George Peter Hammond was born on September 19, 1896 in Hutchinson, Minnesota, and spent the first 13 years of his life in Kenmare, North Dakota. In 1909 his family moved to California; they arrived in Fresno but shortly thereafter settled on a plot of land in nearby Caruthers. While his parents and older brother worked on the family's farm, Hammond attended the local grammar school, followed by high school in the town of Easton, eight miles away. He graduated in 1916 and started college at Berkeley in the fall of that year. At the beginning of his junior year (in Jan. 1919, due to World War I), he chose to pursue the study of Western American history and became one of Herbert Eugene Bolton's students. He also worked at the Bancroft Library for two hours a day. By attending summer school in 1919, Hammond was able to graduate with his class in the spring of 1920.
    By the following year Hammond had not only completed his Master's degree in history, but also earned a teaching certificate from the University of California. Instead of becoming a teacher, however, Hammond took Bolton's advice to pursue further graduate work and became a teaching fellow in the History Department. Prior to this term, in August 1921, Hammond married Carrie Nelson, with whom he would have four children. After a year working with Bolton, Hammond was awarded the Native Sons of the Golden West Fellowship, which offered him the chance to study in Europe for a year (1922-1923). He spent this time primarily in the Archivo General de Indias doing research on Don Juan de Oñate and New Mexico, the subjects of his PhD. dissertation.
    Hammond's doctorate was put on hold when Bolton urged him to accept a teaching position at the University of North Dakota. It was here that Hammond met Agapito Rey, a fellow historian with whom he would write multiple works. In the summer of 1924 Hammond finished his Ph.D., and after a second year teaching in North Dakota, accepted a more rewarding position at the University of Arizona. This post also lasted two years, and in the spring of 1927, the University of Southern California beckoned. While at USC, Hammond formed the Quivira Society, a group of scholars with the mission to publish rare Spanish documents. Another highlight from this period was his semester-long sabbatical in Mexico in 1933, where he photographed many documents in the Archivo General de la Nación.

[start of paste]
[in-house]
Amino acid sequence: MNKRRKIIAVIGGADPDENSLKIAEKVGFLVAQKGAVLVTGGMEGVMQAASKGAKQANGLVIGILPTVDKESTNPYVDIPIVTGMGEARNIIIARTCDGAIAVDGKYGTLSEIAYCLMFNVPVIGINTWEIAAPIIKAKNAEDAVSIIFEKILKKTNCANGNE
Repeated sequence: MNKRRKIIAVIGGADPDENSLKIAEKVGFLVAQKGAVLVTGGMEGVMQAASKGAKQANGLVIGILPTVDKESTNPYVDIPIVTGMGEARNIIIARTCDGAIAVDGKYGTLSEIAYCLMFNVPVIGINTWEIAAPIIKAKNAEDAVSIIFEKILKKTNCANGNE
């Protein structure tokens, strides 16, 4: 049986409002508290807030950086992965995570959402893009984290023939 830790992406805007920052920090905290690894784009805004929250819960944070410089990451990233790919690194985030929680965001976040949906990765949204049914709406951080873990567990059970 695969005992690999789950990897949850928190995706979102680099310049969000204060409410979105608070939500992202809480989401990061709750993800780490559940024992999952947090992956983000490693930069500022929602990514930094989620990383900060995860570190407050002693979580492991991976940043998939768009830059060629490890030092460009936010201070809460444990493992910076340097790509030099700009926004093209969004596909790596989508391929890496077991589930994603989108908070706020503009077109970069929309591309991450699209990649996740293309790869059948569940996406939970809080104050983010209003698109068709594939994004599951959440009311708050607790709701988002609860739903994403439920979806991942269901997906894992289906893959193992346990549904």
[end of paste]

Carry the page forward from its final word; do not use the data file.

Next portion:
Another opportunity presented itself in 1935, this time at the University of New Mexico, where Hammond was offered a multifaceted position as Professor of History and Head of the History Department, as well as Dean of the Graduate School. This position lasted for ten years, during which time Hammond also worked for the state's Historical Records Survey (1936-1939), and was an active member of the Coronado Cuarto Centennial Celebration (1940).
    While on sabbatical from UNM in 1945-1946, Hammond was offered the directorship of the Bancroft Library. Over the course of the next twenty years he dramatically changed the nature of the library by acquiring collections, establishing formal policies and procedures, and fundraising through the Friends of the Bancroft Library, an organization created a month after he arrived. Although Hammond officially retired in 1965, he maintained an office as Director Emeritus until the late 1980s. He went to Spain on a Fulbright grant (1965-1967), continued to research and write, and remained active with the Friends of the Bancroft Library. Hammond passed away on December 3, 1993 at the age of 97.

    Scope and Content of Collection

    The George P. Hammond Papers consist of five series: Research Materials, Correspondence, Professional Activities, Writings, and Personal. Correspondence was found in all parts of the collection, and while the bulk of it is in Series 2, some letters were filed with the appropriate subject. Personal materials were also scattered, often mixed with correspondence or professional materials from the same year. Hammond documented virtually every part of his life and career, and then wrote about it in his memoirs, which offers researchers a wealth of information on life in California and the Southwest during the first half of the twentieth century. The only activity not well-documented is his work with the Historical Records Survey in New Mexico.